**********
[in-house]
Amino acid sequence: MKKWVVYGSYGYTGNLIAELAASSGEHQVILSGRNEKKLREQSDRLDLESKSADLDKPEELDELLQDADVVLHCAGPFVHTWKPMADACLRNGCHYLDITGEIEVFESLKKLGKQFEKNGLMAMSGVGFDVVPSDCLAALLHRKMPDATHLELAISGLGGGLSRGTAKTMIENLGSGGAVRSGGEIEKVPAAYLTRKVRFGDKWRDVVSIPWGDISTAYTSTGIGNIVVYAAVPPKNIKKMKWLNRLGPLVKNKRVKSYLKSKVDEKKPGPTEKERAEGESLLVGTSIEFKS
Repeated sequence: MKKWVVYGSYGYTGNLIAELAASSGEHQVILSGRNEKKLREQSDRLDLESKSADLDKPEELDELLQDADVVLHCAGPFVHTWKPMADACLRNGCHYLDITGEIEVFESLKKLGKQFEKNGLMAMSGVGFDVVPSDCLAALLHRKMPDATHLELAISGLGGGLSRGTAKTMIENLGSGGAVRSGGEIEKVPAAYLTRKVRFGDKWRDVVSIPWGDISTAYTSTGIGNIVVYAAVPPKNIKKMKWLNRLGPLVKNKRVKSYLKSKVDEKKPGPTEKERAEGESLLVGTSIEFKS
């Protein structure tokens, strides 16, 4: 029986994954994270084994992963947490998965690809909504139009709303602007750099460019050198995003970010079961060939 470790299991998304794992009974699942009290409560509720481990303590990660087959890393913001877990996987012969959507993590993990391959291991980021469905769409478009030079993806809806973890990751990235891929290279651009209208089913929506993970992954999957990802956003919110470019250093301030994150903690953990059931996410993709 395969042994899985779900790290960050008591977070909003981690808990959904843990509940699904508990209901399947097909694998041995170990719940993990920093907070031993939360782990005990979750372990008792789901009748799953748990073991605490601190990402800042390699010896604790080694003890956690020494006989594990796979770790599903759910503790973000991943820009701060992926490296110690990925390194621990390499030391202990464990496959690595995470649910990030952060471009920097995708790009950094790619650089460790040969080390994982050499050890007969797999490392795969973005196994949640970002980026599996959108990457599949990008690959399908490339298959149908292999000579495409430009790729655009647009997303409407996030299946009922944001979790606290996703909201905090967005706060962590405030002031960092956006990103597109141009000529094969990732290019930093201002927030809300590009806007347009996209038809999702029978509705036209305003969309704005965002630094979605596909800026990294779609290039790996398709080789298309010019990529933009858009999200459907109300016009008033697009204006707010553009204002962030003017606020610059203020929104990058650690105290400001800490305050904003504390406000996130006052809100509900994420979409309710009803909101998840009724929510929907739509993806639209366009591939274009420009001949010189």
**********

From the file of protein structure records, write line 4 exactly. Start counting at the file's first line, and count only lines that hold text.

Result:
């Protein structure tokens, strides 16, 4: 029986994954994270084994992963947490998965690809909504139009709303602007750099460019050198995003970010079961060939 470790299991998304794992009974699942009290409560509720481990303590990660087959890393913001877990996987012969959507993590993990391959291991980021469905769409478009030079993806809806973890990751990235891929290279651009209208089913929506993970992954999957990802956003919110470019250093301030994150903690953990059931996410993709 395969042994899985779900790290960050008591977070909003981690808990959904843990509940699904508990209901399947097909694998041995170990719940993990920093907070031993939360782990005990979750372990008792789901009748799953748990073991605490601190990402800042390699010896604790080694003890956690020494006989594990796979770790599903759910503790973000991943820009701060992926490296110690990925390194621990390499030391202990464990496959690595995470649910990030952060471009920097995708790009950094790619650089460790040969080390994982050499050890007969797999490392795969973005196994949640970002980026599996959108990457599949990008690959399908490339298959149908292999000579495409430009790729655009647009997303409407996030299946009922944001979790606290996703909201905090967005706060962590405030002031960092956006990103597109141009000529094969990732290019930093201002927030809300590009806007347009996209038809999702029978509705036209305003969309704005965002630094979605596909800026990294779609290039790996398709080789298309010019990529933009858009999200459907109300016009008033697009204006707010553009204002962030003017606020610059203020929104990058650690105290400001800490305050904003504390406000996130006052809100509900994420979409309710009803909101998840009724929510929907739509993806639209366009591939274009420009001949010189």